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Obese children had low vitamin D – fat under dark skin – fat in white body – Mar 2011

Vitamin D Status, Adiposity, and Lipids in Black American and Caucasian Children.

J Clin Endocrinol Metab. 2011 Mar 2.
Rajakumar K, de Las Heras J, Chen TC, Lee S, Holick MF, Arslanian SA.
Department of Pediatrics (K.R.), Division of General Academic Pediatrics, University of Pittsburgh School of Medicine, Pittsburgh, Pennsylvania 15224; Department of Pediatrics (J.d.l.H., S.L., S.A.A.), Division of Weight Management and Wellness, Children's Hospital of Pittsburgh, Pittsburgh, Pennsylvania 15224; Division of Pediatric Endocrinology, Metabolism, and Diabetes Mellitus (S.A.A.), University of Pittsburgh School of Medicine, Pittsburgh, Pennsylvania 15224; Department of Pediatrics and Endocrinology and Diabetes Research Group (J.d.l.H.), Cruces Hospital, 48903 Barakaldo, Vizcaya, Spain; and Department of Medicine (T.C.C., M.F.H.), Boston University School of Medicine, Boston, Massachusetts 02118.

Objective: The aim of the study was to examine the relationship between vitamin D status, total and abdominal adiposity, and lipids in black and white children.

Methods: Plasma 25-hydroxyvitamin D [25(OH)D], adiposity (body mass index (BMI), percentage of total body fat, visceral adipose tissue (VAT), sc adipose tissue (SAT)), and fasting lipids were assessed in healthy obese and nonobese 8- to 18-yr-old black and white children.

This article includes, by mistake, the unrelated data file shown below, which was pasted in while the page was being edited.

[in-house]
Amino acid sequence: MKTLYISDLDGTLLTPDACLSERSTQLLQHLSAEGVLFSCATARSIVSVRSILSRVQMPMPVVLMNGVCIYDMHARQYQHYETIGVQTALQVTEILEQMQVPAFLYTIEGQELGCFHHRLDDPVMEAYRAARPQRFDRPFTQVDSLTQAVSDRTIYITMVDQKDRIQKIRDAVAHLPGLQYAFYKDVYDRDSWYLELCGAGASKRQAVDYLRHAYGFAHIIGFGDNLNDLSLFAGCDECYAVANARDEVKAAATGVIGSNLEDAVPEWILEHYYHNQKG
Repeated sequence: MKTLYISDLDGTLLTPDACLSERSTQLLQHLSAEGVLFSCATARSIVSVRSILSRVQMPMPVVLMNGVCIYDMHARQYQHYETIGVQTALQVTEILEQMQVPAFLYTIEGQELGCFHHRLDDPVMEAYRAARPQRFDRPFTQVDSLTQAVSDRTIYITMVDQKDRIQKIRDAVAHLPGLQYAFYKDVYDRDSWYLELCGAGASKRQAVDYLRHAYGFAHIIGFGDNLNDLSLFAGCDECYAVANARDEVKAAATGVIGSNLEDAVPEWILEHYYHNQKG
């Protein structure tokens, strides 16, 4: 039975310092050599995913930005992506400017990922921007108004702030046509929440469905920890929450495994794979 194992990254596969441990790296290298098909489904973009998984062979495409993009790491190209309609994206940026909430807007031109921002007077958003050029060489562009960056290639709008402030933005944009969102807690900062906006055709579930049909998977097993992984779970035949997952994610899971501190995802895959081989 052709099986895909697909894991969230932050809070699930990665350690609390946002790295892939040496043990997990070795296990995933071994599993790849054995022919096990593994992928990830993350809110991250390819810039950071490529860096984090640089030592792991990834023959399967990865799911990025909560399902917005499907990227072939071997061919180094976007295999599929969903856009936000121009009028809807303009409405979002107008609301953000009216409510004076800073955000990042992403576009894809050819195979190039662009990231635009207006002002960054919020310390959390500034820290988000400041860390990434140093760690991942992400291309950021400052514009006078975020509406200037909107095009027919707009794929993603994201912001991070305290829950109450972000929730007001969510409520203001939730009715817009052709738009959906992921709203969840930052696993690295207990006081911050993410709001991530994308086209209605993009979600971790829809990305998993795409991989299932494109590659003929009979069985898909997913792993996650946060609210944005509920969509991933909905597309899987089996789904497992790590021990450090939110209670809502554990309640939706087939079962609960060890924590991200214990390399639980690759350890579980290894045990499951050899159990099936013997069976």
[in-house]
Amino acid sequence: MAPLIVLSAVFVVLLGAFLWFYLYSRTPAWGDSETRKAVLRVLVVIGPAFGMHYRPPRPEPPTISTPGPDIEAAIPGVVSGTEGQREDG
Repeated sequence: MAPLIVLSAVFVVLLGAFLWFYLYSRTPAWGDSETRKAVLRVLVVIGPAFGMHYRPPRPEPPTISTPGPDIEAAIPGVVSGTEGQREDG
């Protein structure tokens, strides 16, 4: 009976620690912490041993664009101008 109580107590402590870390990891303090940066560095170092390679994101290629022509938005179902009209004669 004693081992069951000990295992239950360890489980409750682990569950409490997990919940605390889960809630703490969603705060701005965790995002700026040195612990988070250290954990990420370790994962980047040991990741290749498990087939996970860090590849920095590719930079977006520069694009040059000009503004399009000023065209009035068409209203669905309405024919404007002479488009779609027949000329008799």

Results: We studied 237 children (mean ± sd age, 12.7 ± 2.2 yr; 47% black, 47% obese, and 43% male).
Mean 25(OH)D concentration for the entire cohort was 19.4 ± 7.4 ng/ml.

The majority of the children were vitamin D deficient (25(OH)D < 20 ng/ml; 73% blacks, 40% whites).

Plasma 25(OH)D was associated inversely with BMI, BMI percentile, percentage of total body fat, VAT, and SAT and positively with HDL cholesterol in the entire cohort. VAT was higher in vitamin D-deficient whites, and SAT was higher in vitamin D-deficient blacks compared with their respective vitamin D-nondeficient counterparts. Race, season, pubertal status, and VAT were independent significant predictors of 25(OH)D status.

Conclusions: In black and white youth examined together, lower levels of 25(OH)D are associated with higher adiposity measures and lower HDL. Furthermore, vitamin D deficiency is associated with higher VAT in whites and greater SAT in blacks. Besides therapeutic interventions to correct the high rates of vitamin D deficiency in youth, benefits of vitamin D optimization on adiposity measures and lipid profile need to be explored.

PMID: 21367931
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Note: sc = Subcutaneous

See also VitaminDWiki

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